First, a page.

WASHINGTONThe decision by Comedy Central, the television channel owned by MTV Networks, to censor an episode of South Park that alluded provocatively to the Prophet Muhammad illustrates once again the fear terrorists acting on behalf of Islam have instilled in the Western media.
South Park, the animated sitcom featuring four children characters in a fictional town, takes on all manner of institutions and established truths with crude language. It recently celebrated its 200th episode with a couple of programs that brought back old characters. The first one had Muhammad dressed in a bear suit, prompting a small Muslim group in United States to fire off death threats over the Internet against Trey Parker and Matt Stone, creators and directors of the series. As a result, Comedy Central censored parts of the second program relating to the prophet with image blocks and bleeps. The creature disguised as a bear became Santa Claus.
In one post, Zachary Adam Chesser, a university dropout who has written rubbish on Twitter and on RevolutionMuslim.com, a website for the 12-member organization behind the threats, asked Allah to burn Stone and Parker in hell; in another he predicted that they will probably wind up like Theo van Gogh. The FBI and the New York police are investigating.
It is not difficult to fathom Comedy Centrals actions. The threats and violence against artists who have referenced Muhammad in unorthodox fashion or have simply depicted him are well-known. Among examples: Salman Rushdie, the Indian writer targeted by an Iranian fatwa; van Gogh, the Dutch filmmaker murdered in 2004 for his documentary Submission; the Danish newspaper Jyllands-Posten that drew deadly protests when it printed 12 cartoons of the prophet in 2006; and Dutch politician Geert Wilders, viciously threatened for his film Fitna.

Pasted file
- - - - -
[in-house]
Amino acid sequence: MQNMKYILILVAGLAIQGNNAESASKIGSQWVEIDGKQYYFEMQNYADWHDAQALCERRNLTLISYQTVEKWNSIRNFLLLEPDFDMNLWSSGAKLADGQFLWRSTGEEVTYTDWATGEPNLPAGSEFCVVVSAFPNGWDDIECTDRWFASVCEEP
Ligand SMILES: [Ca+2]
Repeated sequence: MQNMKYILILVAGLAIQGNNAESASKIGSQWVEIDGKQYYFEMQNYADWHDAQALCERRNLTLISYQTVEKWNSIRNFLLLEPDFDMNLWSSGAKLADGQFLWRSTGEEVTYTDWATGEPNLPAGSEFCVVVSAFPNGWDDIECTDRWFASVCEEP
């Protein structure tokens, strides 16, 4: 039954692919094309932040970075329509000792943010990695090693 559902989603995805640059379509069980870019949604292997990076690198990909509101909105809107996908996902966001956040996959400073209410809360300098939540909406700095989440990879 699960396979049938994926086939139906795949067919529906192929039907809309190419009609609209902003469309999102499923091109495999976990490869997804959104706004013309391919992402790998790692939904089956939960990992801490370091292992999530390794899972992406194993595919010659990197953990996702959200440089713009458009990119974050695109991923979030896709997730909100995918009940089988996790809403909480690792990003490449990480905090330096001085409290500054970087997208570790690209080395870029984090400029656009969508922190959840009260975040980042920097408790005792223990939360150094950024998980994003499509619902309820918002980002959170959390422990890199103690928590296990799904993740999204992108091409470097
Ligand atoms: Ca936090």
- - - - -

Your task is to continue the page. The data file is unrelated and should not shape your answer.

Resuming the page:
But precisely because of these antecedents, the decision to censor the episode of South Park is especially troubling. An earlier episode in 2006 that satirized the way in which the Western media cower to blackmail by fanatics who do not tolerate images of the prophet had already been censored; later, the president of MTV Networks, a division of Viacom, regretted publicly caving in to political and commercial pressure. This time, the bear suit in the first of the two episodes implied a mockery not of Muhammad but of the Western media, which makes no apologies for trashing other spiritual icons, including Jesus, Moses and Buddhaall of whom were ridiculed in that episode, by the wayand has accepted the Muhammad taboo, avoiding all depiction of the prophet. One of the child characters in the show, incidentally, often mocks Jews even though one of the directors is Jewish.
Comedy Central would not have been right to censor the first episode, but it made things worse by showing the first uncensored and then censoring the second one in response to the threats. Any time fanatics carry the day against free expression, something essential is lost.
MTV Networks right to broadcast what it wants is beyond question. In fact, it deserves praise for airing South Park regularly despite pressure from organizations that denounce its influence on children and from moralists for whom established beliefs are untouchable. MTV Networks has also brought refreshing humor to the world of politics in other shows on Comedy Central. But all this only makes the decision to bow to the threats all the more meaningful.
The libertarian vein of South Park, which certainly can be offensive and unpleasant, hails from the great Western tradition that goes from the Greeks to Voltaire, and from the Enlightenment to the modern heroes who battle totalitarianism in Zimbabwe, Iran, Burma, North Korea and Cuba today. One does not need to admire its content to appreciate its moral superiority over those who forced the self-censorship on MTV Networks and the need to stand behind creative freedom.
Sometimes, images of Muhammad do not cause any reaction. A 2001 episode of South Park featuring the prophet went unnoticed. But other times, when hatred is whipped up by cunning radicals, they can be a pretext for ugly stuff. This is something free societies are going to have to live with for a long timeand learn to address appropriately. Self-censorship cannot possibly be the answer.
|Alvaro Vargas Llosa is Senior Fellow at The Center on Global Prosperity at the Independent Institute. He is a native of Peru and received his B.S.C. in international history from the London School of Economics. His Independent Institute books include Global Crossings: Immigration, Civilization, and America, Lessons From the Poor: Triumph of the Entrepreneurial Spirit, The Che Guevara Myth and the Future of Liberty, and Liberty for Latin America.|
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